Bhante Dhammaratana arrived on the 3rd day with a Singapore Airline mercy flight with tons of relief items, 3 Singapore doctors and crates of medical supplies. They dispatched to the eastern side of the island near Trincomalee where they set up to provide supplies and medical services to a Muslim tent encampment. Both brothers are very active in international inter-religious affairs. A forty foot container filled by his Singapore followers left the docks there a few days later.

At the time the civil war was still going on and the rebels were active if not dominant around Trincomale. So they were forced to operate with an accompanying armed SL Marine detachment. I went with him during my November 2005 trip when he delivered 2 TVs to the Marine barracks in gratitude for their help.

Bhante Wimalaratana had received money for the housing project from Buddhist organizations in the UK, China, Burma, Taiwan, Indonesia, Japan and elsewhere. When these organizations heard of the success of the project and the part Bhante Piyananda and his fellow monks played in it, they sent additional funds with which to honor them with a new 2 story residence to replace the ratty old 2 room, broken roofed one they had been living in.  Included was a 2nd floor room with a Western toilet. That’s my room when I’m here.

In total we rebuilt, from the ground up, about 50 homes and made major repairs to another 50 that had been severely damaged. We had to purchase land from an old cinnamon plantation behind the temple and build 21 homes for families that had resided in the ‘100 yard from the beach’ zone that the government has now banned for private homes.

If you are interested and have Google Earth, you can see a graphic image of what I have been talking about. The latest versions of Google Earth have a Historical Image feature. When you open it you can scroll back through time and view images of the same area taken by the satellites at different times. There are several images of this area. One was taken in April 2010 (update: Oct 2011) which is very current and one in January 2005, a few days after the Tsunami.

Copy and paste these coordinates into the “Fly to” box.  6°10’52.00″N, 80° 4’45.41″E. You’ll be directly in the center of the temple complex.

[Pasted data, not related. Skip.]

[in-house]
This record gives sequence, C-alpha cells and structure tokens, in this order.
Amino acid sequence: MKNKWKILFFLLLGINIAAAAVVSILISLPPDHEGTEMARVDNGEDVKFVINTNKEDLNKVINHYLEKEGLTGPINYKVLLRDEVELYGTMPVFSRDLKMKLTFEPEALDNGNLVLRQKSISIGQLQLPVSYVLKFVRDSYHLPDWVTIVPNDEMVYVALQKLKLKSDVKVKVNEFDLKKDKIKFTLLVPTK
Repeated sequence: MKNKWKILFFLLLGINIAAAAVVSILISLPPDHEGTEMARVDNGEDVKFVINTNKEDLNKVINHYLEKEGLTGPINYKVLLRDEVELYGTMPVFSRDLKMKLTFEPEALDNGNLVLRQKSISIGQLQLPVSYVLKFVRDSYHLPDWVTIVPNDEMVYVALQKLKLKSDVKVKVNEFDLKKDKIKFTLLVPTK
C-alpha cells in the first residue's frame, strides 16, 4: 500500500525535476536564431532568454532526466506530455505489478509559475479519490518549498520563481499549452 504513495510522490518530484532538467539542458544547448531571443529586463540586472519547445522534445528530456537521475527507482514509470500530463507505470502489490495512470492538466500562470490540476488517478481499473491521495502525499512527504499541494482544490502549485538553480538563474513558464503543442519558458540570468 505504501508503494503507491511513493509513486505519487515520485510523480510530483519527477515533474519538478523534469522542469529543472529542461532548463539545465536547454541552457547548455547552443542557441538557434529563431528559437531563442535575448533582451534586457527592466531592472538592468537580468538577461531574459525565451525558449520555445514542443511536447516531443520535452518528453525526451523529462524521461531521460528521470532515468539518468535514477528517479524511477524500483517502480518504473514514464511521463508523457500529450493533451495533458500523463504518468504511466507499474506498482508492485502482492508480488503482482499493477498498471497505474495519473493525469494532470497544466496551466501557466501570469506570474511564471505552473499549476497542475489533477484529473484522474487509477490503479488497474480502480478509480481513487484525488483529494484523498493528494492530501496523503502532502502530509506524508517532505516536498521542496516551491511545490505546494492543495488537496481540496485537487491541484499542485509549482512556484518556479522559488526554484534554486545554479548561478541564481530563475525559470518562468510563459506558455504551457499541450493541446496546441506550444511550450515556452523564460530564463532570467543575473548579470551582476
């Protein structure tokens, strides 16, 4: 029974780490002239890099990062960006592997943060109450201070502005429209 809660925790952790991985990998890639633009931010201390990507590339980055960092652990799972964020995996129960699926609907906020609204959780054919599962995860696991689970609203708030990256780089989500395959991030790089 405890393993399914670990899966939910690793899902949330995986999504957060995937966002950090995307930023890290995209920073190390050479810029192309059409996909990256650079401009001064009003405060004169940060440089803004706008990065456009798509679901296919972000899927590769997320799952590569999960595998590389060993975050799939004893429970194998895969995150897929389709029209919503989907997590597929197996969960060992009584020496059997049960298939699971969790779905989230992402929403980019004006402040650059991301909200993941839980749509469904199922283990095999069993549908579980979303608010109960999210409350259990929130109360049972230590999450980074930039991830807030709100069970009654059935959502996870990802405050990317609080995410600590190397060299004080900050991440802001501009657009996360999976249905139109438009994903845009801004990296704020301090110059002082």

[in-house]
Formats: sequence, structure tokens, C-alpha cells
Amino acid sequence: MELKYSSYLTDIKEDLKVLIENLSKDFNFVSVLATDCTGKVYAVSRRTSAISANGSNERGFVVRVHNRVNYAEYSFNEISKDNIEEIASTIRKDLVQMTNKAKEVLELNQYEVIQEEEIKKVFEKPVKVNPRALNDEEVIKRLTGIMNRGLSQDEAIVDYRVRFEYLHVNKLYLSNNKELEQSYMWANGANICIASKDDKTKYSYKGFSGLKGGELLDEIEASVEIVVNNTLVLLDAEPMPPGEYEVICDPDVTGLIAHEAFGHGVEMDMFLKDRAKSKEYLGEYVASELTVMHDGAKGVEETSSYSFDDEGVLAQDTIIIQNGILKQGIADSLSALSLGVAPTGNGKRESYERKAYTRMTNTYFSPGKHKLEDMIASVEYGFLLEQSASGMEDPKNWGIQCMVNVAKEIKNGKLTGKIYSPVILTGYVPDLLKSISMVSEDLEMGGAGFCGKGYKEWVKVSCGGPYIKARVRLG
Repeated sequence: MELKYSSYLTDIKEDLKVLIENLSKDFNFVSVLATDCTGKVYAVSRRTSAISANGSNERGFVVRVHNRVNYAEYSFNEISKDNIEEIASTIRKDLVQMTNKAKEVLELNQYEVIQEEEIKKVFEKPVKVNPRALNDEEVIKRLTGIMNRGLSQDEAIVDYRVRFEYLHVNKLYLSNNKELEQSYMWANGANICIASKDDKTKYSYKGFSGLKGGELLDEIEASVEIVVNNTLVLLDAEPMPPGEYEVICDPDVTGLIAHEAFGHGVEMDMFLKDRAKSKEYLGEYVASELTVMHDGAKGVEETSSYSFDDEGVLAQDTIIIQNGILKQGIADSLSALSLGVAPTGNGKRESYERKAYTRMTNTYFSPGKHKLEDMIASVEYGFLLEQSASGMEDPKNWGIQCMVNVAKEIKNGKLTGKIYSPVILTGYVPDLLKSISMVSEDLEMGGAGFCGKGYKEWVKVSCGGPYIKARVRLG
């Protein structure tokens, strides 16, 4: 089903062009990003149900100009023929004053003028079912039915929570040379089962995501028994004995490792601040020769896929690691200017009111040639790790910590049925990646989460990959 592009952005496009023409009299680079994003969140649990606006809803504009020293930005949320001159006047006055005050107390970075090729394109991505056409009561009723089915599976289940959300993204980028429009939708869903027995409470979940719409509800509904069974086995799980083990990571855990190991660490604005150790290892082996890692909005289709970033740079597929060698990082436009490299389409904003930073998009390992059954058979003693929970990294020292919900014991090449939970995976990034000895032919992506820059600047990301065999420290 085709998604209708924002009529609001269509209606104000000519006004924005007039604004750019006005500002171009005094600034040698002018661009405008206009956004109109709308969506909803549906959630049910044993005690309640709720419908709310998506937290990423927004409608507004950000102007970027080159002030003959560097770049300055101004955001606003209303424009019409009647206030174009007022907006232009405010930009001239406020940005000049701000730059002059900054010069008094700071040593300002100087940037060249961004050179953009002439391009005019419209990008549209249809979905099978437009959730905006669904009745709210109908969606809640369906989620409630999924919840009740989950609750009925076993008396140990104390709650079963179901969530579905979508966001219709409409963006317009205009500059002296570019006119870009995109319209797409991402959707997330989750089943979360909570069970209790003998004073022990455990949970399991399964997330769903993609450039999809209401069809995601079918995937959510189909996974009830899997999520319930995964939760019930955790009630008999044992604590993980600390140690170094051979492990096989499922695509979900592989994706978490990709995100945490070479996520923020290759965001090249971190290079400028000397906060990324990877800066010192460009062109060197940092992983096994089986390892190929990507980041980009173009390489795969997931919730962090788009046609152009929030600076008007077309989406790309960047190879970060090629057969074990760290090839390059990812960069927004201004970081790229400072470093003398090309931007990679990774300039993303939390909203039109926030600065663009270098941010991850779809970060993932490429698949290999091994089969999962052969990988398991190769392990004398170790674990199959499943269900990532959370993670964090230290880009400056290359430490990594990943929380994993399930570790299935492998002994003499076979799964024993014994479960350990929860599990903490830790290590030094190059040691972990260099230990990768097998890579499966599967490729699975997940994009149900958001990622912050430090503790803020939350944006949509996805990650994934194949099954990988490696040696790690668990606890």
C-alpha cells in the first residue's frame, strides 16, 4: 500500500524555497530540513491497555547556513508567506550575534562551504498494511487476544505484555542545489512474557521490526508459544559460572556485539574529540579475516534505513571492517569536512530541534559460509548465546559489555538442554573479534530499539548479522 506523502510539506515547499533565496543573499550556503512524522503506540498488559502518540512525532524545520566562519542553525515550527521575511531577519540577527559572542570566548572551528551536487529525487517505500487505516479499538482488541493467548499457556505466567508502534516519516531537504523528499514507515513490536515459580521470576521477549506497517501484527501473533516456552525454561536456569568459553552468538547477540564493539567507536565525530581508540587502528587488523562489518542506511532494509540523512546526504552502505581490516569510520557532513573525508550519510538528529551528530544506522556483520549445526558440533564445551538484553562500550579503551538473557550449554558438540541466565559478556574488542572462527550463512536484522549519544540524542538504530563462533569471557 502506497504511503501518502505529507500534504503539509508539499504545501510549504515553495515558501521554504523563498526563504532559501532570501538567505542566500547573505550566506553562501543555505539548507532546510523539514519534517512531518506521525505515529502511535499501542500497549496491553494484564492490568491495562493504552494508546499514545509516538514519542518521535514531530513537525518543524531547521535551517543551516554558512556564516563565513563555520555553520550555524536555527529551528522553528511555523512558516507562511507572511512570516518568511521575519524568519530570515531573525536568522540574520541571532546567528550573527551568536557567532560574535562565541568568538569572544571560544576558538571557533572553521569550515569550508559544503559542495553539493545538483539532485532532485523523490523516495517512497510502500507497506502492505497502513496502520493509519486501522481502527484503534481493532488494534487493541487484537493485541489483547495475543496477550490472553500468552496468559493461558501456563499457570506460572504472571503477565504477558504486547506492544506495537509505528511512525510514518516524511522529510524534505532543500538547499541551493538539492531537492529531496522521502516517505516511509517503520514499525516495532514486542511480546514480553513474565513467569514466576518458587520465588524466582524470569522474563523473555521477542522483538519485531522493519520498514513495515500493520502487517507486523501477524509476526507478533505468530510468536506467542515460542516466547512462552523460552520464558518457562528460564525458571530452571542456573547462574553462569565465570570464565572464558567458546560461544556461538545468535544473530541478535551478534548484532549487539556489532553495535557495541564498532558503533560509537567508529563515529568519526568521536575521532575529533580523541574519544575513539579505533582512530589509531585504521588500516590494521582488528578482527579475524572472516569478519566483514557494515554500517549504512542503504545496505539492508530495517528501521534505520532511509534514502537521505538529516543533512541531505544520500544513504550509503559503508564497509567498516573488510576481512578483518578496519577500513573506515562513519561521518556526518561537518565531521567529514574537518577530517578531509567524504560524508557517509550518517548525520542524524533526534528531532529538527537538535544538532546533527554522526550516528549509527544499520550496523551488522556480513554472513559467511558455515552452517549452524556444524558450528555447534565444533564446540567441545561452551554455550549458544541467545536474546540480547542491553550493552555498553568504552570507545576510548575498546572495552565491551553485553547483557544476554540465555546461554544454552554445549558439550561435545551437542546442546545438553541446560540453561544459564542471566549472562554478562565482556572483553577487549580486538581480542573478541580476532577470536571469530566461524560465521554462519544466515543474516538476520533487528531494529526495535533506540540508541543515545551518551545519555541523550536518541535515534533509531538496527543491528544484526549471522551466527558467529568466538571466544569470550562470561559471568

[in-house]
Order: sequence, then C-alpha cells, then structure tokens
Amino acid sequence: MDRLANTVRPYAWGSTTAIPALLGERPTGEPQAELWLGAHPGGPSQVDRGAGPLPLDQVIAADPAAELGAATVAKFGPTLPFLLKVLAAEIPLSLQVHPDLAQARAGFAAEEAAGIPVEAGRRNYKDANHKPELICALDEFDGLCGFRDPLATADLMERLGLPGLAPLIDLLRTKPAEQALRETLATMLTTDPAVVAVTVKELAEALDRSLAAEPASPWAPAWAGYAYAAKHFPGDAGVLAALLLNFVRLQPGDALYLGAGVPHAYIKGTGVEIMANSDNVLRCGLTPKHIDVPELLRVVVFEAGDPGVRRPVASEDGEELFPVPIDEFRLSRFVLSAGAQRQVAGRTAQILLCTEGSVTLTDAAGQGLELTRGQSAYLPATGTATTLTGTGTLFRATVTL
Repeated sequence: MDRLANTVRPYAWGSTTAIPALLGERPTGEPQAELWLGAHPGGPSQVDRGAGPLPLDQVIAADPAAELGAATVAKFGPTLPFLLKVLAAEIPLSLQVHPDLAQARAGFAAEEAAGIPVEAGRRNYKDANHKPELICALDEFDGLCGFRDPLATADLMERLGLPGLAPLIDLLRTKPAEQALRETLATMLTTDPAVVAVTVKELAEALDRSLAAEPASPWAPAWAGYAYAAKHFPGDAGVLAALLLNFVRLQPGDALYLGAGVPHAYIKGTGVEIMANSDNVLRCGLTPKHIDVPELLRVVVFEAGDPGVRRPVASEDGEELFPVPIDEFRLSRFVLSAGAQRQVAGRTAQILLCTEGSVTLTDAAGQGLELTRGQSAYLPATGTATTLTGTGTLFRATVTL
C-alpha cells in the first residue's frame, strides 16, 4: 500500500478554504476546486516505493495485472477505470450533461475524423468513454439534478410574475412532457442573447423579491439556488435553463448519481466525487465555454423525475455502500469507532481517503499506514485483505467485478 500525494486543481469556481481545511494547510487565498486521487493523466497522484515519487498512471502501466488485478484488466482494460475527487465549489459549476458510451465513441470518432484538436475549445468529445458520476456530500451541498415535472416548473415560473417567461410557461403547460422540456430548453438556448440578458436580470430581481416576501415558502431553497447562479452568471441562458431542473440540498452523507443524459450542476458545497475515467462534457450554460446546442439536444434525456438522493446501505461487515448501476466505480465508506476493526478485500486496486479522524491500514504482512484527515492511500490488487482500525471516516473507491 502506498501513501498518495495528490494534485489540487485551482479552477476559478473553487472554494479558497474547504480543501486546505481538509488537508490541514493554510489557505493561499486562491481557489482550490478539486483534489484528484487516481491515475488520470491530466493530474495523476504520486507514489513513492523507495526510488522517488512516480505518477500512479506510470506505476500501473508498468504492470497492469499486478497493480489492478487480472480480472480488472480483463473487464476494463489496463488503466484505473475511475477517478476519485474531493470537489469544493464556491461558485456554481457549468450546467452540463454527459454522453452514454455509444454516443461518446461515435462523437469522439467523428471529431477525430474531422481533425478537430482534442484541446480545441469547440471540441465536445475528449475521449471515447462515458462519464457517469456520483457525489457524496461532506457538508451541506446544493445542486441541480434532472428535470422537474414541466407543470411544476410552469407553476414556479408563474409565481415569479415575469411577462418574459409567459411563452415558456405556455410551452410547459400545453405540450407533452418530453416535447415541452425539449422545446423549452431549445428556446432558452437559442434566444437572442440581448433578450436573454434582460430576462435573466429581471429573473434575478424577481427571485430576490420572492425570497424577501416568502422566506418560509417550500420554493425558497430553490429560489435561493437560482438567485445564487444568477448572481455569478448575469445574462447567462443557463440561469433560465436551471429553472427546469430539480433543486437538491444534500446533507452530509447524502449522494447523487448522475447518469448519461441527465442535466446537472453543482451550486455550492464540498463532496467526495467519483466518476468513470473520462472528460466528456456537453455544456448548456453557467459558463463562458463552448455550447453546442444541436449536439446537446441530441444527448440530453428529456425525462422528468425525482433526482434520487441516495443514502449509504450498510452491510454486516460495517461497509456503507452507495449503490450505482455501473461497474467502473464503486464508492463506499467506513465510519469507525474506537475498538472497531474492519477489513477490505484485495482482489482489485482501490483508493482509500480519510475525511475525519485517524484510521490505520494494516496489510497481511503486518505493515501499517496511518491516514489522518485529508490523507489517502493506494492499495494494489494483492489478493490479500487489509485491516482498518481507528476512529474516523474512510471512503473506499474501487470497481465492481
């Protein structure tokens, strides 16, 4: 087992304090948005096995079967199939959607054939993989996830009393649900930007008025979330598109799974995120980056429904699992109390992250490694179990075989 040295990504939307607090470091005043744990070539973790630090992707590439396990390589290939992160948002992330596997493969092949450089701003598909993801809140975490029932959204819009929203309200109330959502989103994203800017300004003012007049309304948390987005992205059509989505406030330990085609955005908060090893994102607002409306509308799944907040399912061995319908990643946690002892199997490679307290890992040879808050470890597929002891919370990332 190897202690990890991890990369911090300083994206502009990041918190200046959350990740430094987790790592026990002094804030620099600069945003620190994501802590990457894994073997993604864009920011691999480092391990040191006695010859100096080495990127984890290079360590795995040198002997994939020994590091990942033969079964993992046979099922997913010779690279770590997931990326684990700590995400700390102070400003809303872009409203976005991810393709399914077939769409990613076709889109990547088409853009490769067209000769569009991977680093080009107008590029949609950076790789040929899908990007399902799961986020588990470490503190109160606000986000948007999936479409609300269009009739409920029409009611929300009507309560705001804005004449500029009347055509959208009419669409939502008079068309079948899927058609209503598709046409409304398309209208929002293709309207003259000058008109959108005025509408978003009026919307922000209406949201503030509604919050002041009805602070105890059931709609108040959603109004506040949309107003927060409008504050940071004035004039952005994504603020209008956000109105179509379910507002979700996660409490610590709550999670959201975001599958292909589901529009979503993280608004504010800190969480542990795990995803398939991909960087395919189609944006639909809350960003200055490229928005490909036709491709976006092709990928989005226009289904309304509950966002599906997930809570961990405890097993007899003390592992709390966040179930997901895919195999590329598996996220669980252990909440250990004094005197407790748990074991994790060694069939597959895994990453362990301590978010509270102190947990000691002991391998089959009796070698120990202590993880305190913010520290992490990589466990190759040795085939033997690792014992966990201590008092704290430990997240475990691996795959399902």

Zoom into an altitude of about 1200 feet. Move the image so that the temple complex is in the upper right corner and you should be able to just see the beach at the end of our lane. Then move the Historical   bar all the way to the left and you can see the before and after images. In the January 2005 view you’ll see that except for coconut trees, most everything has been flatten or washed out to sea.

One last comment. After the housing project was fully funded, we had about $1100 left over. I advised my contributors that I was going to use the money for some other village needs. We bought several hundred pounds of milk powder to be distributed over the following few months to families with children under the age of six. We also bought seven Singer sewing machines to replace those washed away or broken. A number of the villagers had small home businesses sewing items for the tourist shops. Manual, treadle operated machines were chosen because it would be months before electricity was restored. One of the ladies who received a machine from us has made a success out of sewing handbags and totes from native materials. She now has several machines and a half dozen other ladies working for her.

I hope that some of what’s contained herein answers your question. If you have others, by all means ask them. I’m always glad to make interested parties aware of the situation here.

If you have questions about my views of the government or other sensitive subjects, I would prefer to answer them after I’ve returned home. I have an unusual visa as it is good for 5 years with multiple entries allowed for up to 6 months at a time. It was arranged by Bhante Wimalaratana. But even his high status cannot guarantee my continued presence here if I were seen to be critical of the government. And they see a lot. Suffice it to say that my love for things Sri Lankan is bounded by this village’s borders.

Please forgive any grammatical errors as I wrote this hastily. I have a little time on my hands as I’m now waiting for *!@# telephone authorities to reroute our aDSL line.

Regards,

John